Among wealthier Caraqueños, insecurity has also changed habits.

Caracas Street Scenes Shoppers walk around the Paseo Bolivar area. Source: Fernando Llano/AP/Press Association Images

“People certainly don’t go outside as much as” in the past, Velasco said, “but if they do go out at night, especially if they’re a little bit wealthier, they keep bodyguards with them, which just increases the general presence of weapons.”

The increased use of private security, coupled with state security forces that the public doesn’t trust and a judicial system unable to serve the people, creates what the Council on Hemispheric Affairs (Coha) described in 2012 as a “violence trap”.

Insecurity has fuelled the private-security industry. “We noticed that the upswing began in 2003,” an executive at Caracas-based security firm Blindcorp said in April 2012.

“And it just keeps getting better,” he added.

Like poorer Venezuelans, wealthier residents of the country have had to adapt to a new way of life.

Venezuela Violence Police officers ask men for their identifications during a patrol. Source: Ariana Cubillos/AP/Press Association Images

“You have chefs at restaurants, instead of holding late hours, they’ll close earlier, and then have private parties … where they basically do meals in these people’s homes that they would have in a restaurant,” Velasco said.

So it’s not even catering. It’s sort of like the whole experience of being at a restaurant, just not going out, because of either the unexpectedness of products being available or how expensive it is, or just the threat of going out.

Grish Gupta reported for Reuters in June of last year: “Crime has made diners seek ever-more private and secure settings, while shortages of ingredients make it difficult to maintain a steady menu.”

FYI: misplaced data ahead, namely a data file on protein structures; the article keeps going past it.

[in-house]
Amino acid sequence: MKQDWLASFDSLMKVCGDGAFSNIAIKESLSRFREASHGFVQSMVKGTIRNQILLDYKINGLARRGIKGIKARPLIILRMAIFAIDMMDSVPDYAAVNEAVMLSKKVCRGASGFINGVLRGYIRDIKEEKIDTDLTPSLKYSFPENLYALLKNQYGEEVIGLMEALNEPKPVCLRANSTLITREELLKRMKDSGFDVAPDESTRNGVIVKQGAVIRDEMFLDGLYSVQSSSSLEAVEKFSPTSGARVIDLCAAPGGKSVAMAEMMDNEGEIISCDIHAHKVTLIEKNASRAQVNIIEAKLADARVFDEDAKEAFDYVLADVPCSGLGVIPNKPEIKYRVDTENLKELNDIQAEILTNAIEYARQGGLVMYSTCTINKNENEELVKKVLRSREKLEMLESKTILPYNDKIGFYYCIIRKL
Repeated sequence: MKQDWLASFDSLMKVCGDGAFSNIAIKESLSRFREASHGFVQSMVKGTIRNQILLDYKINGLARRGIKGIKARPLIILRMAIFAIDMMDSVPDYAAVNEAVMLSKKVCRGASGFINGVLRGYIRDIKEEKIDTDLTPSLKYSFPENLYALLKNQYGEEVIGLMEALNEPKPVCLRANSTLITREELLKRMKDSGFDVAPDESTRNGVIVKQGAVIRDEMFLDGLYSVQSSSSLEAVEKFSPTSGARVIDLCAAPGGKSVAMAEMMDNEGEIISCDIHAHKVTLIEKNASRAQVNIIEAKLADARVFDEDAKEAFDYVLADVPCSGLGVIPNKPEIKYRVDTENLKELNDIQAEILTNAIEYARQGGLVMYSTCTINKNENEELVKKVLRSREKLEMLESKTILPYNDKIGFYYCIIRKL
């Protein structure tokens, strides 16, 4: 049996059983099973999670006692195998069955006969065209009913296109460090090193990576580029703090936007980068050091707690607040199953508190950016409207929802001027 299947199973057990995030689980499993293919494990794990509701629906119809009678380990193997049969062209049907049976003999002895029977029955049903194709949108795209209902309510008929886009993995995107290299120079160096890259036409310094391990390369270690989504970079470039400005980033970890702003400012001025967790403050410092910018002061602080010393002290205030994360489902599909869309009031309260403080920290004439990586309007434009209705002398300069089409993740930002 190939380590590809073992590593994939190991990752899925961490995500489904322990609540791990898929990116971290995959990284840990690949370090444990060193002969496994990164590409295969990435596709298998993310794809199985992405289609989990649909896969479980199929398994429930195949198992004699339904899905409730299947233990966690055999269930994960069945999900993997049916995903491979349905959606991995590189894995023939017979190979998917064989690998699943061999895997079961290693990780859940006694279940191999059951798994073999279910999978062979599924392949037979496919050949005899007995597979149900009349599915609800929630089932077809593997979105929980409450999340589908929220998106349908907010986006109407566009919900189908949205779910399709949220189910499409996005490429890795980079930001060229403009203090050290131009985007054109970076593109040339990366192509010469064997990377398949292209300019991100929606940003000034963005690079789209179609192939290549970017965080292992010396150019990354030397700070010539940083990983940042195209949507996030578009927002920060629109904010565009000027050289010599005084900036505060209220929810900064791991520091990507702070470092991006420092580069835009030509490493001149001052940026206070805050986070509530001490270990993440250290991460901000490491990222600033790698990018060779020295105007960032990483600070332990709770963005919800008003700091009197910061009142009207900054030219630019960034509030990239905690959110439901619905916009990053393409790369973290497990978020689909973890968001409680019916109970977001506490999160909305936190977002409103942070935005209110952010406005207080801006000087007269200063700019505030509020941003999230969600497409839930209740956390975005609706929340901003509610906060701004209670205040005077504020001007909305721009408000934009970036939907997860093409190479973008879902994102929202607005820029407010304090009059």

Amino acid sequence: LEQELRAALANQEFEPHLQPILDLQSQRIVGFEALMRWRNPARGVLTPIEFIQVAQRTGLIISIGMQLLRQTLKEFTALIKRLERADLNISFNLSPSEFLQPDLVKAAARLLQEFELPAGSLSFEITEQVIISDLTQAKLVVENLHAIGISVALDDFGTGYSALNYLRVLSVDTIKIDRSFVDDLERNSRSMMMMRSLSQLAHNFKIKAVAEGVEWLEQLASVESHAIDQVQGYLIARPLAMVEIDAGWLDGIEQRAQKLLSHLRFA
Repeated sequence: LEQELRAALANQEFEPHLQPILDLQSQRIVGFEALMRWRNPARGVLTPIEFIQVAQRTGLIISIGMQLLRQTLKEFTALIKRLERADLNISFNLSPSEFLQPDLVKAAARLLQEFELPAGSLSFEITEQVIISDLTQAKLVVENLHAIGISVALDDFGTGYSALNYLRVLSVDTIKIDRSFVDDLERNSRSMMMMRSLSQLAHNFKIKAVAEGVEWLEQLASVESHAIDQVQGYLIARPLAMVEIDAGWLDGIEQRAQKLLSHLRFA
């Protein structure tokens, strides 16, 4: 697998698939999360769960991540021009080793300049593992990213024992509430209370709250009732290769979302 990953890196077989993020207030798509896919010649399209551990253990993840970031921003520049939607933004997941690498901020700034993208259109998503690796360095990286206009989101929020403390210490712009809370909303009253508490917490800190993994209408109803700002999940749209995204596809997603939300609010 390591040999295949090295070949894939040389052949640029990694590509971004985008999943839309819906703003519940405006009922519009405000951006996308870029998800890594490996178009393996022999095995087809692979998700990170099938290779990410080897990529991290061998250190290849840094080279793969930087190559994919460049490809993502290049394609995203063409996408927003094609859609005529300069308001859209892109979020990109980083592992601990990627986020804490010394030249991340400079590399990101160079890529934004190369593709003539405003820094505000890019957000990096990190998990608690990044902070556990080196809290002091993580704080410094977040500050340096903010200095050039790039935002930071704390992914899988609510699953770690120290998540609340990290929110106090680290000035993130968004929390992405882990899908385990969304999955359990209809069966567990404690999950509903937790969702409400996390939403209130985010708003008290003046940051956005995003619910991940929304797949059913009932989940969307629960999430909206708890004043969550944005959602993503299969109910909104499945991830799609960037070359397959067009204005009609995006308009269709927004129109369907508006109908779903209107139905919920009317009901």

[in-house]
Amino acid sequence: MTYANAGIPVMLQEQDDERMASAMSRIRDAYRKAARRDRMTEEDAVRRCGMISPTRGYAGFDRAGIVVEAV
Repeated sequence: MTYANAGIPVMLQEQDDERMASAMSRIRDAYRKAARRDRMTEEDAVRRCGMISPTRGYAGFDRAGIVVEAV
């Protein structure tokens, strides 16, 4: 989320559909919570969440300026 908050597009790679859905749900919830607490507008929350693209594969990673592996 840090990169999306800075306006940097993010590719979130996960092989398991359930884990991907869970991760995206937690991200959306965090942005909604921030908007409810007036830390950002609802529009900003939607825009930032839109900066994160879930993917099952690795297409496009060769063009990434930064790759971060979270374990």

“Chefs and owners complain that operating a normal restaurant profitably has become increasingly problematic as state controls limit price increases despite roaring inflation and bribery is the only way to get permits in a timely fashion,” he added.

“Venezuela must be one of the hardest places to do gastronomy,” said the 21-year-old owner of the clandestine restaurant Gupta visited.

High prices make these private restaurants the domain of Venezuela’s elite, though government officials have been known to dine at them.

Insecurity and instability have affected Venezuelan youths in other ways. 

Venezuela Troops On Street A soldier frisks a man outside his car at a checkpoint that is part of a government anti-violence initiative. Source: Ariana Cubillos/AP/Press Association Images

In what may be a long-lasting shift for the country, many working-age people have migrated elsewhere.

“I couldn’t raise a child there. Venezuela was bad, and it’s only got worse,” said Veronika Leniz, who works in marketing and left Venezuela for Miami after becoming pregnant.

At Caracas’ School of Chemistry, 63% of instructors earn less than minimum wage.

Students at the dentistry school often have to work outside jobs just to be able to afford basic supplies like gloves.

The country has also seen an outflow of energy-sector workers, a troubling development for an economy that gets 95% of its export earnings from oil.

“Venezuela is on the road to the total underdevelopment of the country,” Ivan de la Vega, a sociologist and expert on Venezuelan migration, told BuzzFeed.

The Venezuelan government’s response to crime in recent years has added to the violence.

Venezuela Congress Security forces search for evidence at the site of a small explosion outside the Venezuelan National Assembly. Source: Fernando Llano/AP/Press Association Images

After abortive attempts at police reform in the late 2000s (which were hamstrung by institutional turf wars), the Venezuelan government fell back on ”mano dura”, or “iron fist” law-enforcement policies.

In the months after Maduro’s election in mid-2013, he deployed the military and militarised elements of the country’s police force to deal with crime.

Even though “mano dura” policies have remained generally popular, human-rights abuses committed by security forces deployed to the streets have stirred unease.

A report by the Venezuelan newspaper El Universal in August 2013 documented the terror Venezuelans felt passing though roadblocks manned by “heavily armed but lightly trained soldiers.”